China and the market
By Ezra Klein
"Something that emerges quite quickly and a bit unexpectedly from being taken around on an economics-focused tour of China is that the Chinese economic miracle is really a great deal less of a 'free market' miracle than the conventional understanding in the United States would suggest," writes Matthew Yglesias. That's definitely correct, though it's worth wondering why anyone thinks of China as a free-market success story.
The country is run by the Communist Party. The party's office buildings still sport a red flag with a hammer and sickle. This is not how Milton Friedman imagined it going. My guess is that China's decision to open itself to foreign capital and private companies, and the rapid growth that followed that policy, is seen, at least in America, as a win for the free market, because the move toward the free market brought growth after state control brought misery. But that's not really how it's understood in China.
Earlier today, we met with the leaders of a private-sector zone that focuses on software development. Asked why they thought China was able to compete with India -- which has more English speakers and a more mature software industry -- one of the major answers was that China has been able to develop an industry-friendly infrastructure more rapidly, and flexibly, than India could dream of doing. "The Indian government has to consult with interest groups to build infrastructure," our host explained. "The Chinese government has more power. Democracy is good, but the system in China has some unique advantages, including speed."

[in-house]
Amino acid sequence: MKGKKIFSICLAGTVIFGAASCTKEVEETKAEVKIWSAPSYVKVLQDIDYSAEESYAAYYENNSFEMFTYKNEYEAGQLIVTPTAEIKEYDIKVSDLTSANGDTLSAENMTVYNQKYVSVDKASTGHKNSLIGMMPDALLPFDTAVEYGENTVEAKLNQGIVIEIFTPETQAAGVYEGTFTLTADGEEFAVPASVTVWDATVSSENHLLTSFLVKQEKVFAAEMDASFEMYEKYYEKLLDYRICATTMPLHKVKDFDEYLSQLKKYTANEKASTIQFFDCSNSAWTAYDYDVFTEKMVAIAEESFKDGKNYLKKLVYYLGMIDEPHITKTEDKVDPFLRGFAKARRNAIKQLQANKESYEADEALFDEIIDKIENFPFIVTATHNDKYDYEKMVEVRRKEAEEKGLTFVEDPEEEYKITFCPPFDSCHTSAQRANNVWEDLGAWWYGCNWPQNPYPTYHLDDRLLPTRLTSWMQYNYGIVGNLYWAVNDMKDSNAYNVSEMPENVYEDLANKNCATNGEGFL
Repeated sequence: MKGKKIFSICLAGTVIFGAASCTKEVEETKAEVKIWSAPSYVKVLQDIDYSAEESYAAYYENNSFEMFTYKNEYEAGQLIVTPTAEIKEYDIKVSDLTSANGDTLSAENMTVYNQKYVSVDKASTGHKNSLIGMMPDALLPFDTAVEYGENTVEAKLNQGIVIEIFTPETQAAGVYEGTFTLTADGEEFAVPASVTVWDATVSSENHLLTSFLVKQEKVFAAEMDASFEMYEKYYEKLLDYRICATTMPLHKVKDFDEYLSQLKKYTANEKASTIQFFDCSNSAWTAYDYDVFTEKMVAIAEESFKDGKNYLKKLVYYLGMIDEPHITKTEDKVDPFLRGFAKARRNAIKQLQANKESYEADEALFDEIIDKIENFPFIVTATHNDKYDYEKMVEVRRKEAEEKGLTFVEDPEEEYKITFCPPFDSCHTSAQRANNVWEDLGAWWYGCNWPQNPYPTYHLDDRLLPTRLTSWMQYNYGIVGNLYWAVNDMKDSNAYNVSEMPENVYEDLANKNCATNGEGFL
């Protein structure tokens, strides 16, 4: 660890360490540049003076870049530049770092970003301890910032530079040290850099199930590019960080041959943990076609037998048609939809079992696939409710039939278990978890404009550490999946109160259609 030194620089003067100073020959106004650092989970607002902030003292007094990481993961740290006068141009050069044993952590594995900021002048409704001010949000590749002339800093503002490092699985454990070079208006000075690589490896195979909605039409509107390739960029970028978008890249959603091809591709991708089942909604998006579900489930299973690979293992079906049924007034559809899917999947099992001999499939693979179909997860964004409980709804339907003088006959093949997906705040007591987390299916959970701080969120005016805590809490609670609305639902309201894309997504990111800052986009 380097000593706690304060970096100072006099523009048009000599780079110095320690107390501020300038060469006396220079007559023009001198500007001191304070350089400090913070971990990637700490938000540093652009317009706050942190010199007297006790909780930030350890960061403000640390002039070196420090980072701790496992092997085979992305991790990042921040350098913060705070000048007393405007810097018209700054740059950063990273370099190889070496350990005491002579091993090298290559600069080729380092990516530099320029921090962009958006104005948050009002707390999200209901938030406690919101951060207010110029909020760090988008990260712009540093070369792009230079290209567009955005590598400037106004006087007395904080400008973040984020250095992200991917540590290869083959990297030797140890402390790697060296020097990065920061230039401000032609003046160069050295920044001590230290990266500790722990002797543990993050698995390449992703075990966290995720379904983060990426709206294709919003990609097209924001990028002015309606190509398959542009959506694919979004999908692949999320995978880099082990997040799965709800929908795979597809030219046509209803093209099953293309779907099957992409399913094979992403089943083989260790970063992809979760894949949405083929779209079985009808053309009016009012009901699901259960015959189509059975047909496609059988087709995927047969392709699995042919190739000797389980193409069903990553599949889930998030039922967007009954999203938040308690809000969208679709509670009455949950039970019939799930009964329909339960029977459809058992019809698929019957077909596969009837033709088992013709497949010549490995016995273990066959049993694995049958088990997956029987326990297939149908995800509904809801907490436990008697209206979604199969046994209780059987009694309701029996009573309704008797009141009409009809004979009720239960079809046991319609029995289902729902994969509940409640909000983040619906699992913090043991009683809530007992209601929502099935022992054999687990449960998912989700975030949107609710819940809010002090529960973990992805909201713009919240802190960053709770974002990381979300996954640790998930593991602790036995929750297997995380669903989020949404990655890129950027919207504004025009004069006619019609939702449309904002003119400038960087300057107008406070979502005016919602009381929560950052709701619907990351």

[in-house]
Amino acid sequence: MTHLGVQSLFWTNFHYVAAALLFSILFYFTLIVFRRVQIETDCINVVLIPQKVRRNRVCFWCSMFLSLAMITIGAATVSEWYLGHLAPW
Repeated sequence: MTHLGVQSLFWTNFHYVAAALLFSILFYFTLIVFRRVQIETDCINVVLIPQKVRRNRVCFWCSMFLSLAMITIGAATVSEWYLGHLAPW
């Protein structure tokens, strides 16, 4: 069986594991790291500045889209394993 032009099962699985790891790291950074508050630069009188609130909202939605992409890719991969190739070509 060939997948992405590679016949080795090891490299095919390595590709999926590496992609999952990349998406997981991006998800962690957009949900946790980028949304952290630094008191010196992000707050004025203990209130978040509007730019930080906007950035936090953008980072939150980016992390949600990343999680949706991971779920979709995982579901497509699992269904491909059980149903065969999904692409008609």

As I understand the Chinese model, it goes something like this: The failure of central planning was that the people with the power didn't make very good decisions, at least not when compared with the market. On the other side, the difficulty of democracy is that it's slow, and the cacophony of voices can lead to paralysis and social breakdown. China's approach has been to marry market planning with state control. It brings in private companies and then uses the government's power to build the infrastructure they ask for. It lets private banks purchase up to 20 percent of state banks so that it gets private-sector expertise without relinquishing the public sector's control. It lets people buy shares of their financial institutions so it can get the oversight of the market, but it doesn't ever hand the market the reins. It uses the market to help plan, but it uses the state to act on those plans far faster and more decisively than the market ever could.
So though there's no doubt that opening itself to the market has been a major part of China's success story, the Chinese, at least, think the government's ferocious pursuit of growth and its willingness to put the full power of the state behind that pursuit has been the driving force behind the country's incredible economic revival. And the financial crisis only reinforced that view, as the Chinese did a better job protecting their banks before the crisis and were better able to flood their economy with stimulus spending in order to get out of their crisis. The result: Growth is back into double digits, at least according to their statistics. And they think the government, not the market, deserves the credit for that turnaround.
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